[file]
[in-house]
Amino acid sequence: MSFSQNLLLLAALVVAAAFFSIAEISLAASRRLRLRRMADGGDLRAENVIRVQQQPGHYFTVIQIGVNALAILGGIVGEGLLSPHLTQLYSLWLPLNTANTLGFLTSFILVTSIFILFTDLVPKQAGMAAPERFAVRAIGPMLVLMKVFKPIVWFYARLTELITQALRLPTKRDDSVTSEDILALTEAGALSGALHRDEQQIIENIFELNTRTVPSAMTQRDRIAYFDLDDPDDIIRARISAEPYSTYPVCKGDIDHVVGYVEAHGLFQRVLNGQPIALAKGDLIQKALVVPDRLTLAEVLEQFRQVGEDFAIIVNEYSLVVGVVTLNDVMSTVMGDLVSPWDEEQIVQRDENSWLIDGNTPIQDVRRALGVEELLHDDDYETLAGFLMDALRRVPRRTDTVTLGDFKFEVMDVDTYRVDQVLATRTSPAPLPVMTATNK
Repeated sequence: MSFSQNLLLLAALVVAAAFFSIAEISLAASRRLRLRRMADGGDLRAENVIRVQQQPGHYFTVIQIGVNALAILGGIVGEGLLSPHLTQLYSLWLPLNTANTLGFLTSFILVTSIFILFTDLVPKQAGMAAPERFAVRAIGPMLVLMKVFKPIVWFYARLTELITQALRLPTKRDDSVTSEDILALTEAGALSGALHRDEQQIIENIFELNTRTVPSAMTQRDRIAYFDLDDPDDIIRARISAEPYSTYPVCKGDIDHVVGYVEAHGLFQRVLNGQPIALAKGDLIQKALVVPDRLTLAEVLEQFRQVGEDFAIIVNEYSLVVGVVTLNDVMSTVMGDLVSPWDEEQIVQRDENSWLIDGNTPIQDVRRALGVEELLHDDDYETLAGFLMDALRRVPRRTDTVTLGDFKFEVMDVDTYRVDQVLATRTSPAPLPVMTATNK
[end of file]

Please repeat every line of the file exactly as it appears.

[in-house]
Amino acid sequence: MSFSQNLLLLAALVVAAAFFSIAEISLAASRRLRLRRMADGGDLRAENVIRVQQQPGHYFTVIQIGVNALAILGGIVGEGLLSPHLTQLYSLWLPLNTANTLGFLTSFILVTSIFILFTDLVPKQAGMAAPERFAVRAIGPMLVLMKVFKPIVWFYARLTELITQALRLPTKRDDSVTSEDILALTEAGALSGALHRDEQQIIENIFELNTRTVPSAMTQRDRIAYFDLDDPDDIIRARISAEPYSTYPVCKGDIDHVVGYVEAHGLFQRVLNGQPIALAKGDLIQKALVVPDRLTLAEVLEQFRQVGEDFAIIVNEYSLVVGVVTLNDVMSTVMGDLVSPWDEEQIVQRDENSWLIDGNTPIQDVRRALGVEELLHDDDYETLAGFLMDALRRVPRRTDTVTLGDFKFEVMDVDTYRVDQVLATRTSPAPLPVMTATNK
Repeated sequence: MSFSQNLLLLAALVVAAAFFSIAEISLAASRRLRLRRMADGGDLRAENVIRVQQQPGHYFTVIQIGVNALAILGGIVGEGLLSPHLTQLYSLWLPLNTANTLGFLTSFILVTSIFILFTDLVPKQAGMAAPERFAVRAIGPMLVLMKVFKPIVWFYARLTELITQALRLPTKRDDSVTSEDILALTEAGALSGALHRDEQQIIENIFELNTRTVPSAMTQRDRIAYFDLDDPDDIIRARISAEPYSTYPVCKGDIDHVVGYVEAHGLFQRVLNGQPIALAKGDLIQKALVVPDRLTLAEVLEQFRQVGEDFAIIVNEYSLVVGVVTLNDVMSTVMGDLVSPWDEEQIVQRDENSWLIDGNTPIQDVRRALGVEELLHDDDYETLAGFLMDALRRVPRRTDTVTLGDFKFEVMDVDTYRVDQVLATRTSPAPLPVMTATNK